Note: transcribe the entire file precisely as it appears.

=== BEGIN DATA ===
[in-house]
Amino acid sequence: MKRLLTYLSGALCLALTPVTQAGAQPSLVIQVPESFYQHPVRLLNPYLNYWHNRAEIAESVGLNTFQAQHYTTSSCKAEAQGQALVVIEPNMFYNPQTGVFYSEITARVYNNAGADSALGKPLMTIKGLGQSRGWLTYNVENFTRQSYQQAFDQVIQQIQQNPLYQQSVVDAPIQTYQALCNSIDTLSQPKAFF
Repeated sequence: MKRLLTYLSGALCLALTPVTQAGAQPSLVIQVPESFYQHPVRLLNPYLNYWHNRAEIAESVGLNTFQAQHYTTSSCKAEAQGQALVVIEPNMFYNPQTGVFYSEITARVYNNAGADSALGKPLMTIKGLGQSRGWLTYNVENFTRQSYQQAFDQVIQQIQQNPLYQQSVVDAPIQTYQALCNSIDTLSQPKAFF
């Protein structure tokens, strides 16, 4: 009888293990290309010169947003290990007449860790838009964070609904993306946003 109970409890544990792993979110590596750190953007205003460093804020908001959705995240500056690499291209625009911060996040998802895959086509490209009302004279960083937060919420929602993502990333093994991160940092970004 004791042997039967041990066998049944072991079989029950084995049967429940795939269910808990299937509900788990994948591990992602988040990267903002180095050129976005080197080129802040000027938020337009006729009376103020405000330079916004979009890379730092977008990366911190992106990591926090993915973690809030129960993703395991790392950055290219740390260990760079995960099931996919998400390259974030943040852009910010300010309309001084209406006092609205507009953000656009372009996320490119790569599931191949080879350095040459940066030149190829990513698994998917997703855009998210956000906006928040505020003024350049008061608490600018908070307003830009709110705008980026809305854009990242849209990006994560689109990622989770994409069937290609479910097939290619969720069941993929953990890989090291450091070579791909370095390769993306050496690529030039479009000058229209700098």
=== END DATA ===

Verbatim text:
[in-house]
Amino acid sequence: MKRLLTYLSGALCLALTPVTQAGAQPSLVIQVPESFYQHPVRLLNPYLNYWHNRAEIAESVGLNTFQAQHYTTSSCKAEAQGQALVVIEPNMFYNPQTGVFYSEITARVYNNAGADSALGKPLMTIKGLGQSRGWLTYNVENFTRQSYQQAFDQVIQQIQQNPLYQQSVVDAPIQTYQALCNSIDTLSQPKAFF
Repeated sequence: MKRLLTYLSGALCLALTPVTQAGAQPSLVIQVPESFYQHPVRLLNPYLNYWHNRAEIAESVGLNTFQAQHYTTSSCKAEAQGQALVVIEPNMFYNPQTGVFYSEITARVYNNAGADSALGKPLMTIKGLGQSRGWLTYNVENFTRQSYQQAFDQVIQQIQQNPLYQQSVVDAPIQTYQALCNSIDTLSQPKAFF
């Protein structure tokens, strides 16, 4: 009888293990290309010169947003290990007449860790838009964070609904993306946003 109970409890544990792993979110590596750190953007205003460093804020908001959705995240500056690499291209625009911060996040998802895959086509490209009302004279960083937060919420929602993502990333093994991160940092970004 004791042997039967041990066998049944072991079989029950084995049967429940795939269910808990299937509900788990994948591990992602988040990267903002180095050129976005080197080129802040000027938020337009006729009376103020405000330079916004979009890379730092977008990366911190992106990591926090993915973690809030129960993703395991790392950055290219740390260990760079995960099931996919998400390259974030943040852009910010300010309309001084209406006092609205507009953000656009372009996320490119790569599931191949080879350095040459940066030149190829990513698994998917997703855009998210956000906006928040505020003024350049008061608490600018908070307003830009709110705008980026809305854009990242849209990006994560689109990622989770994409069937290609479910097939290619969720069941993929953990890989090291450091070579791909370095390769993306050496690529030039479009000058229209700098």